By Steve Bechtel

Endurance training comes in many forms and it can be argued that any climbing you do that makes you tired makes you better at enduring fatigue. As I’ve said before, most climbers who boulder indoors are, in fact, training endurance when they think they’re training power. Problem is, they are training an ability to boulder for hours rather than the ability to hang with it on routes. This kind of training is not wrong if you want to boulder for hours…

My personal experience and that of many other climbers is that interval training is the best way to top-end endurance. We get into that difficult zone and train close to our threshold, then we rest until we are ready to overload again. We get a high volume of quality work, and over time we become very good at hanging on.

This is not the only way, though. One of the best endurance training workouts I’ve ever seen was used in the 1990s by Frank Dusl, a climber who was present on the Lander scene for a few years. This is the workout that resulted in his now famous quote: “I don’t get pumped anymore, I just lose a little contact strength.”

He was, and still is as far as I know, a master of discipline. Most of his climbing sessions were on his 12′ x 12′ home wall, a flat plane that overhung about 30 degrees. The wall was covered in holds of all shapes and sizes, and he had a numbered “route” that criss-crossed the wall many times, consisting of over 50 moves. He tried this route, probably 5.13 of some kind, until he could do it one way, then worked it again until he could reverse it. Then he linked it…over a hundred moves.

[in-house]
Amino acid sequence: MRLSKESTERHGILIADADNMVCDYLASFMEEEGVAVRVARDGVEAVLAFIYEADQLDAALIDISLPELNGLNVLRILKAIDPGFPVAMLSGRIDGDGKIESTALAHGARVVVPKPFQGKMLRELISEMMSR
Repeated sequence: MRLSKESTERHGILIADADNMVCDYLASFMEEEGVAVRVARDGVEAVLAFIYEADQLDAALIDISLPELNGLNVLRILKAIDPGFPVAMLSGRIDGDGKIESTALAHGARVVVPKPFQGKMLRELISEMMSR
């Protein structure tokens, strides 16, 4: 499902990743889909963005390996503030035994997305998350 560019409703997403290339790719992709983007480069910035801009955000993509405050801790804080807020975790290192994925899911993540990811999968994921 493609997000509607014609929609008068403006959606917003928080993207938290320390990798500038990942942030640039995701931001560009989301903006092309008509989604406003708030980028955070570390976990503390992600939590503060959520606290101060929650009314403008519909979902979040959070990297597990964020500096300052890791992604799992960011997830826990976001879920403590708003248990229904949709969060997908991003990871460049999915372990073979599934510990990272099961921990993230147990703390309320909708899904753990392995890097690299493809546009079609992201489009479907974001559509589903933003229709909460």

Then, and this is the genius, he took off the best hold and replaced it with a crappy little one. He then worked it until he could climb it again, and then removed the best hold again. He did this again and again over the following months. Our friend Todd Skinner tried the problem at this point and declared it “5.14 something” to do just one-way. The thing was, Frank could now do the route two to three times without stepping off the wall. We’re talking twenty-plus minutes of hard moves with very little rest.

Like a mad scientist in his lab, Frank removed himself from the mainstream of training and asked himself the fundamental questions. What he came up with was genius and madness combined. What he built was one of the best climbers America has never seen.

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